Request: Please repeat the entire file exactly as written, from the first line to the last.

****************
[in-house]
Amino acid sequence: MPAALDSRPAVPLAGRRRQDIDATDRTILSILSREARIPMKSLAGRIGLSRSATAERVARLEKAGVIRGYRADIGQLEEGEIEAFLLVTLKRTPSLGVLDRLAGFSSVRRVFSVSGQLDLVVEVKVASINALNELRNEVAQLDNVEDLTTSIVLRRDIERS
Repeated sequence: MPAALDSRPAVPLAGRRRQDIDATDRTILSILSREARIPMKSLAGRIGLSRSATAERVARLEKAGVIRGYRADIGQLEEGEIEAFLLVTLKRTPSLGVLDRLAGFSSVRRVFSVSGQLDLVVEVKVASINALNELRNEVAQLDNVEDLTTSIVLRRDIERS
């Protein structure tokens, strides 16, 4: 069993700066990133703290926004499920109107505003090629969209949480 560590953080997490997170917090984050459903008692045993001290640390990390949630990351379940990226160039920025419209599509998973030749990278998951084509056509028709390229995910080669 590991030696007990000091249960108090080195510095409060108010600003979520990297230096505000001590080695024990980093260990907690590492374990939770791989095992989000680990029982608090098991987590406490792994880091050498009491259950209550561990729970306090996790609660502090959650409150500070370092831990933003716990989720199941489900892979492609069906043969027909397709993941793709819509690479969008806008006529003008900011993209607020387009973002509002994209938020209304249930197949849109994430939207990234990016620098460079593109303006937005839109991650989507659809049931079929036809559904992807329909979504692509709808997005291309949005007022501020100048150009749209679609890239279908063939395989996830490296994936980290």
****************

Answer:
[in-house]
Amino acid sequence: MPAALDSRPAVPLAGRRRQDIDATDRTILSILSREARIPMKSLAGRIGLSRSATAERVARLEKAGVIRGYRADIGQLEEGEIEAFLLVTLKRTPSLGVLDRLAGFSSVRRVFSVSGQLDLVVEVKVASINALNELRNEVAQLDNVEDLTTSIVLRRDIERS
Repeated sequence: MPAALDSRPAVPLAGRRRQDIDATDRTILSILSREARIPMKSLAGRIGLSRSATAERVARLEKAGVIRGYRADIGQLEEGEIEAFLLVTLKRTPSLGVLDRLAGFSSVRRVFSVSGQLDLVVEVKVASINALNELRNEVAQLDNVEDLTTSIVLRRDIERS
């Protein structure tokens, strides 16, 4: 069993700066990133703290926004499920109107505003090629969209949480 560590953080997490997170917090984050459903008692045993001290640390990390949630990351379940990226160039920025419209599509998973030749990278998951084509056509028709390229995910080669 590991030696007990000091249960108090080195510095409060108010600003979520990297230096505000001590080695024990980093260990907690590492374990939770791989095992989000680990029982608090098991987590406490792994880091050498009491259950209550561990729970306090996790609660502090959650409150500070370092831990933003716990989720199941489900892979492609069906043969027909397709993941793709819509690479969008806008006529003008900011993209607020387009973002509002994209938020209304249930197949849109994430939207990234990016620098460079593109303006937005839109991650989507659809049931079929036809559904992807329909979504692509709808997005291309949005007022501020100048150009749209679609890239279908063939395989996830490296994936980290």